Lansing's annual veterans day service had a different tone this year.
"We thanked all veterans, of course, but we had a special emphasis on Native American, and it really enriched the whole ceremony I think," says Lansing mayor Virg Bernero.
Along with Native American veterans, the ceremony also focused on Vietnam vets.
Mayor Bernero says "the Vietnam veterans contribution were never really fully appreciated, that they were not welcomed home, and so we officially welcomed our Vietnam veterans home."
Organizers say the ceremony wasn't initially meant to be focused on Native American veterans, but it snowballed quickly:
"It rapidly developed into something much larger and much more involved," explains John Norder of the MSU Native American Institute, who helped organize the event, "because every time you do something that involves American Indians, there's always this way we do--we like to do things right," he smiles.
That includes music, prayer, and flag bearers. That gets organized by the head veteran, which was George Martin in this specific event. Martin served in Vietnam and says the event meant a lot to him, but he and the Native American veteran community aren't used to being recognized for their service.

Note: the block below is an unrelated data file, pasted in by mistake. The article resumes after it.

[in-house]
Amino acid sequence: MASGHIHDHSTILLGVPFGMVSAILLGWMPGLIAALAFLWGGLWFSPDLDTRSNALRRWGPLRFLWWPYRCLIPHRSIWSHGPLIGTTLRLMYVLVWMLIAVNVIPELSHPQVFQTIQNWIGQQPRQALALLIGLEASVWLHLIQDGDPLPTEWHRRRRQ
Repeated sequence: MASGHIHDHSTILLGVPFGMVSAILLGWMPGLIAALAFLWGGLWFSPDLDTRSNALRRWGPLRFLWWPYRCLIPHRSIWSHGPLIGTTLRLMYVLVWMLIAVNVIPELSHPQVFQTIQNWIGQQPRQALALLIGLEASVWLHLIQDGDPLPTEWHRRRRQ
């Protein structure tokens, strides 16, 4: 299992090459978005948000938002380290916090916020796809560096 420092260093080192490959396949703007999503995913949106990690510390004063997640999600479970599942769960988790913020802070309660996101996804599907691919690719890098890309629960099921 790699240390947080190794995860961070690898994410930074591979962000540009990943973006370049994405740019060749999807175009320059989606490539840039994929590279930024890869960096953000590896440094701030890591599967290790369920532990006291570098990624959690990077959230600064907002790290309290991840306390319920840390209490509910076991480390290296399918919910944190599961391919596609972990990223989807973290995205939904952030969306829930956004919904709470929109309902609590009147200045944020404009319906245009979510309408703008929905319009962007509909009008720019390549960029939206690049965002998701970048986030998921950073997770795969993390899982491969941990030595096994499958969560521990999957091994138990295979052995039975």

"A lot of veterans don't think about it like that," says Martin. "They defended their country, they gave up their lives for it, they put their life on the line for it, and they don't think about being recognized or being honored for it. They just did it because they love their country, and because they love mother earth."
Native Americans in the audience like John Norder were extremely moved by the celebration.
"It really represented what makes me proud to be a Native American in this country," he says.
Others in the audience also say they enjoyed the glimpse into Native American culture.